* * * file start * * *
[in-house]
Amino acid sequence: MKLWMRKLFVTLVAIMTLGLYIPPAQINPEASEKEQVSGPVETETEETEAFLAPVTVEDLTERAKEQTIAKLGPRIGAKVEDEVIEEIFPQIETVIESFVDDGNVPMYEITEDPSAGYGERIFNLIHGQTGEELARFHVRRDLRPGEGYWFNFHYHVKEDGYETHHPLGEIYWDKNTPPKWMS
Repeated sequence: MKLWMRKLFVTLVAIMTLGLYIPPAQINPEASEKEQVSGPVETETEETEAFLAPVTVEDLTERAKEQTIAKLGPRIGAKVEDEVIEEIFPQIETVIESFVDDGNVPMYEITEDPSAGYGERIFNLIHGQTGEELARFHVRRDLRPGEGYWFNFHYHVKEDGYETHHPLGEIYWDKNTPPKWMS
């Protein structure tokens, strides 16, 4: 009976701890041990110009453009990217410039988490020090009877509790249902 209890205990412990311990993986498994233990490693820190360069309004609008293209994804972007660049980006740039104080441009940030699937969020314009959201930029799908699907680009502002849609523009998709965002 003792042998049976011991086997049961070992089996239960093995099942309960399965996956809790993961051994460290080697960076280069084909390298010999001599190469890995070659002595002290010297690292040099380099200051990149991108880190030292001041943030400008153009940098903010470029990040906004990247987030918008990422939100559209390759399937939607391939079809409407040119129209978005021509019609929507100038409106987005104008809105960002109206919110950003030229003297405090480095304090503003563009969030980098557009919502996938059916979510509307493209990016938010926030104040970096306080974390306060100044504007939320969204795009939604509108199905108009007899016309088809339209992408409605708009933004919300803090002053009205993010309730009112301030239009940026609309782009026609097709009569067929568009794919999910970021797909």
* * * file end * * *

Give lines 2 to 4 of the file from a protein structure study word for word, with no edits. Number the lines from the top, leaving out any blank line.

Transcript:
Amino acid sequence: MKLWMRKLFVTLVAIMTLGLYIPPAQINPEASEKEQVSGPVETETEETEAFLAPVTVEDLTERAKEQTIAKLGPRIGAKVEDEVIEEIFPQIETVIESFVDDGNVPMYEITEDPSAGYGERIFNLIHGQTGEELARFHVRRDLRPGEGYWFNFHYHVKEDGYETHHPLGEIYWDKNTPPKWMS
Repeated sequence: MKLWMRKLFVTLVAIMTLGLYIPPAQINPEASEKEQVSGPVETETEETEAFLAPVTVEDLTERAKEQTIAKLGPRIGAKVEDEVIEEIFPQIETVIESFVDDGNVPMYEITEDPSAGYGERIFNLIHGQTGEELARFHVRRDLRPGEGYWFNFHYHVKEDGYETHHPLGEIYWDKNTPPKWMS
């Protein structure tokens, strides 16, 4: 009976701890041990110009453009990217410039988490020090009877509790249902 209890205990412990311990993986498994233990490693820190360069309004609008293209994804972007660049980006740039104080441009940030699937969020314009959201930029799908699907680009502002849609523009998709965002 003792042998049976011991086997049961070992089996239960093995099942309960399965996956809790993961051994460290080697960076280069084909390298010999001599190469890995070659002595002290010297690292040099380099200051990149991108880190030292001041943030400008153009940098903010470029990040906004990247987030918008990422939100559209390759399937939607391939079809409407040119129209978005021509019609929507100038409106987005104008809105960002109206919110950003030229003297405090480095304090503003563009969030980098557009919502996938059916979510509307493209990016938010926030104040970096306080974390306060100044504007939320969204795009939604509108199905108009007899016309088809339209992408409605708009933004919300803090002053009205993010309730009112301030239009940026609309782009026609097709009569067929568009794919999910970021797909």